“We must nominate a solid progressive,” says New York’s mayor about the Democrats’ next presidential candidate. “That’s the only way we can change the country. It’s also the only way we can win.”
The problems are well documented. Northrop Grumman botched the upgrade to New York City’s 911 systems while billing the city $300,000 to $430,000 annually for each of their 137 consultants. A $132 million dollar contract to upgrade phones and Internet services for municipal agencies in Orange County, California is already $13 million over budget while municipal employees report repeated outages and failed solutions from the contractor, Xerox. And who can forget all those failed Obamacare exchange websites brought to us by mega-information technology contractors such as CGI and Oracle?
For too long, local and state governments have turned over control of their critical digital infrastructure to companies claiming they could do the work cheaper and faster than public employees. But after the last few years of failures, cost overruns, and plain old shoddy work, local leaders are finally realizing that in this digital age,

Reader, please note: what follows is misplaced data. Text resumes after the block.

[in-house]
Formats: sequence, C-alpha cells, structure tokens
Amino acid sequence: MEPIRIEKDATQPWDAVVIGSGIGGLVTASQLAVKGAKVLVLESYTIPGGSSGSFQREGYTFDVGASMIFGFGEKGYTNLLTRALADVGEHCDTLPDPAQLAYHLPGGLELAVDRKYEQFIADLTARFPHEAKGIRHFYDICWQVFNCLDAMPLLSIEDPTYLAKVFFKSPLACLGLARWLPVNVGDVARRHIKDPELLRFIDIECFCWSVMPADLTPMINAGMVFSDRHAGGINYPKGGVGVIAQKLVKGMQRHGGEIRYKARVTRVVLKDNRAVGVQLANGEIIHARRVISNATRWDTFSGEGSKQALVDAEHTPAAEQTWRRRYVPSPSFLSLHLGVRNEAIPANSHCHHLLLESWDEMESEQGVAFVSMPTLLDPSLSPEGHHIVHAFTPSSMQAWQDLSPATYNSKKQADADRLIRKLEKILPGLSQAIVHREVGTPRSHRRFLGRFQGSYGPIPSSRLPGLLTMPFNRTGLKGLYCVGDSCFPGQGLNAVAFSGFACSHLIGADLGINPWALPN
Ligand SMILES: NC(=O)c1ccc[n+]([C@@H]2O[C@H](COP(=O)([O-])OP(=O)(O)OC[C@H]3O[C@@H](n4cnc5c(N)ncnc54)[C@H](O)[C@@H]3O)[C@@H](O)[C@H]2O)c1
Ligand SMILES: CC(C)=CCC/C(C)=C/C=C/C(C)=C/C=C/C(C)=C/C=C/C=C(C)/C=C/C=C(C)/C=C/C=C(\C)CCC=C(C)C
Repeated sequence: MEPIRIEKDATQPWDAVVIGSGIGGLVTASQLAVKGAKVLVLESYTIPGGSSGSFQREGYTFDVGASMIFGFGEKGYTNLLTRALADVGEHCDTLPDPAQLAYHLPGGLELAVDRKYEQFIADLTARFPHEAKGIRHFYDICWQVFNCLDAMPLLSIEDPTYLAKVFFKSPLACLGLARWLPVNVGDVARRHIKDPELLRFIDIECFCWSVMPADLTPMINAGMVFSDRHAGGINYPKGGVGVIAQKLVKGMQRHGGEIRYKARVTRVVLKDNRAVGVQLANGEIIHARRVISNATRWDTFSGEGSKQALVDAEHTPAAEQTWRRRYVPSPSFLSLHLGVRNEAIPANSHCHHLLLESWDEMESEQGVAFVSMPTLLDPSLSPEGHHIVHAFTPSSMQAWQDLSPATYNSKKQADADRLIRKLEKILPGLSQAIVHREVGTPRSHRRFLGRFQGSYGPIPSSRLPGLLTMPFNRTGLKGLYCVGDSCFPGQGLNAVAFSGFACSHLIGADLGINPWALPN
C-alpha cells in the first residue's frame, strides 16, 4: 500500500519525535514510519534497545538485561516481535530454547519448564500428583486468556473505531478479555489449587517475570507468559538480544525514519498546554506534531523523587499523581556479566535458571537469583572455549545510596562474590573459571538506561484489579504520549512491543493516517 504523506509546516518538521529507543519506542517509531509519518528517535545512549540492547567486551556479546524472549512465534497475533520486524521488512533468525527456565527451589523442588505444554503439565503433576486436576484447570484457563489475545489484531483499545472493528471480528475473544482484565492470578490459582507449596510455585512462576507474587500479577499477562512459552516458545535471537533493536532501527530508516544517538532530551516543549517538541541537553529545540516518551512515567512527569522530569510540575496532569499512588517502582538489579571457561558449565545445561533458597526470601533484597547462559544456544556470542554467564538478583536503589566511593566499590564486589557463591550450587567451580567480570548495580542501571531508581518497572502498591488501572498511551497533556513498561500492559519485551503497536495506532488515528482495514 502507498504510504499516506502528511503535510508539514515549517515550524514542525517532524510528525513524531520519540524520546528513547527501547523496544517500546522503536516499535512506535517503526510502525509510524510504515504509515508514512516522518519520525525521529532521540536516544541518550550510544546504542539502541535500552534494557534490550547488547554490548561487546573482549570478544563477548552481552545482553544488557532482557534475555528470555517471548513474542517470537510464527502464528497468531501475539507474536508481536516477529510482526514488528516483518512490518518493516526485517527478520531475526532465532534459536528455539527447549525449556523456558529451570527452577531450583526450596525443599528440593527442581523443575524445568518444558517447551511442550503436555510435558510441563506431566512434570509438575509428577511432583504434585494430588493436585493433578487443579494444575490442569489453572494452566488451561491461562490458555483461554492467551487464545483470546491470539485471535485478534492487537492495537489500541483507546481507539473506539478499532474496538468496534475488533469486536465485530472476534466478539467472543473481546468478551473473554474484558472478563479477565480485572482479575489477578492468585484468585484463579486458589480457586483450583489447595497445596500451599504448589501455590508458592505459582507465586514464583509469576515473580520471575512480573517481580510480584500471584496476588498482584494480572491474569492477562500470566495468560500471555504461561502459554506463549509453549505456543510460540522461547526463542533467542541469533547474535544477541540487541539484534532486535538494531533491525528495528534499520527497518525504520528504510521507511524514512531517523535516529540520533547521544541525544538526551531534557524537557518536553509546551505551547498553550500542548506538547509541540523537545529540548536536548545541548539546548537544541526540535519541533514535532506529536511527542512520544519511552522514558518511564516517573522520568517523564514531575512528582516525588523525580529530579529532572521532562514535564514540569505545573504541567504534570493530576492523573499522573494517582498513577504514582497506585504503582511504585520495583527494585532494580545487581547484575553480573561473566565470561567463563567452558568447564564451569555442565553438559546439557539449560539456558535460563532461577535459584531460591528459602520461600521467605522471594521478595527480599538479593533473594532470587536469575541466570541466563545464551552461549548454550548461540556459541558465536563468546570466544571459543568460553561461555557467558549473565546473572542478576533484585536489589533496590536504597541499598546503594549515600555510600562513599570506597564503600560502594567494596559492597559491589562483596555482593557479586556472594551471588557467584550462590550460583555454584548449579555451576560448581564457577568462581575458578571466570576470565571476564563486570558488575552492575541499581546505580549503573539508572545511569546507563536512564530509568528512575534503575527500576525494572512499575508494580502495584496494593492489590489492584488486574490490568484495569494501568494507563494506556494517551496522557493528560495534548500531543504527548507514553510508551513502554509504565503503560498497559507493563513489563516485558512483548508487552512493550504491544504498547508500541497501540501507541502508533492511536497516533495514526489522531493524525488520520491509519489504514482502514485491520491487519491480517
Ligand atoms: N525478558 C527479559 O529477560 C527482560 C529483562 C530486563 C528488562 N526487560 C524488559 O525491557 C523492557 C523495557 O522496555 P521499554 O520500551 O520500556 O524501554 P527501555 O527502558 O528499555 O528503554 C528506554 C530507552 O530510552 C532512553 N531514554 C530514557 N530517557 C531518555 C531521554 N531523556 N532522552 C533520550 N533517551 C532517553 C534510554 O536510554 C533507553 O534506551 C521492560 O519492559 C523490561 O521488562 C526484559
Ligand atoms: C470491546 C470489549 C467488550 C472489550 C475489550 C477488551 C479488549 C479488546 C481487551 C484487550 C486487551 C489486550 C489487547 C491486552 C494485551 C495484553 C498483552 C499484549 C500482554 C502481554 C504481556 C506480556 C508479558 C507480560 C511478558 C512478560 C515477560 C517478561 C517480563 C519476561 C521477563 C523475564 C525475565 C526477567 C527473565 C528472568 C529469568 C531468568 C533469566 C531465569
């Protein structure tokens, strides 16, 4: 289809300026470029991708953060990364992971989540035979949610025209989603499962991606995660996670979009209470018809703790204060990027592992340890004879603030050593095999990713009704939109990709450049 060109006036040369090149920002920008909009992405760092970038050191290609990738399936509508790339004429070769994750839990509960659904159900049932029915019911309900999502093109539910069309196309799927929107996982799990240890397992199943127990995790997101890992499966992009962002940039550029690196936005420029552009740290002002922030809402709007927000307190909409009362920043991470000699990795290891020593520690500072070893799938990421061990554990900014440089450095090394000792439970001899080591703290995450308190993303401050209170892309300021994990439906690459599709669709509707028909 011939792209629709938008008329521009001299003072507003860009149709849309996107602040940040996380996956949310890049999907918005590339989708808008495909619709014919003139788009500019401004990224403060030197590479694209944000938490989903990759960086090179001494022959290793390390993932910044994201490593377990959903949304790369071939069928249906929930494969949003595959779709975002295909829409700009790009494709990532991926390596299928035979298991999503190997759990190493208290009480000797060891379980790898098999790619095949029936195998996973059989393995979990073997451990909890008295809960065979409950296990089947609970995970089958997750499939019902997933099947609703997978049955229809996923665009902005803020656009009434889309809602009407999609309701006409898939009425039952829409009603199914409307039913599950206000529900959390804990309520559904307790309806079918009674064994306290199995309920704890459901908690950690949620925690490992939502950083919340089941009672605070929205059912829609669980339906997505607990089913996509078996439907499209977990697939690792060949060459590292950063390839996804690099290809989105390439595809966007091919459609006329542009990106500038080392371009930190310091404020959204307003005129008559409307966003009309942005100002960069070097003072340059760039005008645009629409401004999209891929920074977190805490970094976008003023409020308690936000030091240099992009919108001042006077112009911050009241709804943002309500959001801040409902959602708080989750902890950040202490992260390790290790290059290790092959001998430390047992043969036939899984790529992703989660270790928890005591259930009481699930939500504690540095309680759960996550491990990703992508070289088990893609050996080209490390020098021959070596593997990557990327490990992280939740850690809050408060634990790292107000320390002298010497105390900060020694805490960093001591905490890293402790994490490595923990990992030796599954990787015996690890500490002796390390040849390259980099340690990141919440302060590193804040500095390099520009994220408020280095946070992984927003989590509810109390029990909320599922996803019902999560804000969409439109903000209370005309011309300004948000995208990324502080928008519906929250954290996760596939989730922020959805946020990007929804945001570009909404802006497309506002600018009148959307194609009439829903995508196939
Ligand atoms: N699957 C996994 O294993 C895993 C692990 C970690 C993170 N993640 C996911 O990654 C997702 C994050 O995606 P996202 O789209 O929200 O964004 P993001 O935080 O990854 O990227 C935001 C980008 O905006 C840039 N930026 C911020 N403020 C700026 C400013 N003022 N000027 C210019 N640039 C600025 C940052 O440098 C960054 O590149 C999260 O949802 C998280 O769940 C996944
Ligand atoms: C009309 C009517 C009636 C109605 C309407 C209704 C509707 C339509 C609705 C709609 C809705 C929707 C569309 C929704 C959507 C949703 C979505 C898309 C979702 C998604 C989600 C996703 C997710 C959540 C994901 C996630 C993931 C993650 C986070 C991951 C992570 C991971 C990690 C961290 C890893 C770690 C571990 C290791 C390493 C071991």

I recently interviewed one of the country’s unabashed progressive leaders, New York Mayor Bill de Blasio. Our discussion ranged from Ronald Reagan’s legacy to the failures of contemporary Democrats to stand up for their values. “We have an income inequality crisis in this country that will endanger the future of the entire United States of America,” de Blasio told me. We present here the first in a series of clips from that interview. (Full transcript here.)
Capital & Main: Do you see risk in Democrats running away from a populist progressive agenda?
Mayor Bill de Blasio: Absolutely. I think the biggest development we saw [in the midterm election] was Democrats not standing up for the ideals of the Democratic Party, not talking to the economic realities of our people, not being willing to offer real progressive solutions. I think there’s another model of Democrats who actually addressed these issues, who were willing to take on big corporations, who were willing to challenge the status quo, who were willing to ask those who are wealthy to pay their fair share, who were willing to talk about how we create living wage jobs and better benefits….
People are looking for answers to what is now a fundamental structural economic crisis. The middle class has been collapsing, people’s earning power has been declining rapidly…. I love that the conventional wisdom [about the recent election] is about a conservative tidal wave.